Thursday, 23 July 2020

The ISC's Russia Report ~ some notes

This previous post (17 July) looked at Parliament's Intelligence and Scrutiny Committee ('the ISC').

On 21 July the committee issued its long-awaited report on "Russia" - see the report and press release on the ISC website

The report has considerable redactions and an entire Annex is redacted but it is interesting, even if unsurprising, reading. After all,
every "side" indulges in espionage. During the "cold war", George Blake (aka George Behar) gave the KGB the names of several hundred British agents - The Express 12 March 2019. He was sentenced by the Lord Chief Justice (then Lord Parker of Waddington) to 14 years imprisonment on each of 3 counts under the Official Secrets Act 1911 - the terms to be consecutive. He was also sentenced to 14 years concurrently on each of two further counts. Total 42 years imprisonment.

But, the ISC report is only partly about espionage. What Russia wants and why is discussed as well as Cyber threats to the UK, disinformation and influence campaigns, and the activities of Russian expatriates - quite a few of whom we were welcomed to the UK "with open arms". The report also discusses the future approach to dealings with Russia.

The Russian elite:

The report states (para 49) -

"Whilst the Russian elite have developed ties with a number of countries in recent years, it would appear that the UK has been viewed as a particularly favourable destination for Russian oligarchs and their money. It is widely recognised that the key to London’s appeal was the exploitation of the UK’s investor visa scheme, introduced in 1994, followed by the promotion of a light and limited touch to regulation, with London’s strong capital and housing markets offering sound investment opportunities. The UK’s rule of law and judicial system were also seen as a draw. The UK welcomed Russian money, and few questions – if any – were asked about the provenance of this considerable wealth. It appears that the UK Government at the time held the belief (more perhaps in hope than expectation) that developing links with major Russian companies would promote good governance by encouraging ethical and transparent practices, and the adoption of a law-based commercial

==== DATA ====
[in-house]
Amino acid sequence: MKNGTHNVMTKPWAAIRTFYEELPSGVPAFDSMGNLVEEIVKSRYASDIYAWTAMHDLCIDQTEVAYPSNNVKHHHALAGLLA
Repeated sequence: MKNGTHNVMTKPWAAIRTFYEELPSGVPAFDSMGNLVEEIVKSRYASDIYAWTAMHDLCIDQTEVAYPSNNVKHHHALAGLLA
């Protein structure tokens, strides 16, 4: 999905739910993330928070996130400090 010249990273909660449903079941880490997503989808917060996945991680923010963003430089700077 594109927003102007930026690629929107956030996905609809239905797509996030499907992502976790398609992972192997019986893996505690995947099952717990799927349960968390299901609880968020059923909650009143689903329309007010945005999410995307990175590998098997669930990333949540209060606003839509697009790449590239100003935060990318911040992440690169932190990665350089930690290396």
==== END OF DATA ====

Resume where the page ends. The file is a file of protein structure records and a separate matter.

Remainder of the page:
environment."

"What is now clear is that it was in fact counter-productive, in that it offered ideal mechanisms by which illicit finance could be recycled through what has been referred to as the London ‘laundromat’. The money was also invested in extending patronage and building influence across a wide sphere of the British establishment – PR firms, charities, political interests, academia and cultural institutions were all willing beneficiaries of Russian money, contributing to a ‘reputation laundering’ process. In brief, Russian influence in the UK is ‘the new normal’, and there are a lot of Russians with very close links to Putin who are well integrated into the UK business and social scene, and accepted because of their wealth. This level of integration – in ‘Londongrad’ in particular – means that any measures now being taken by the Government are not preventative but rather constitute damage limitation."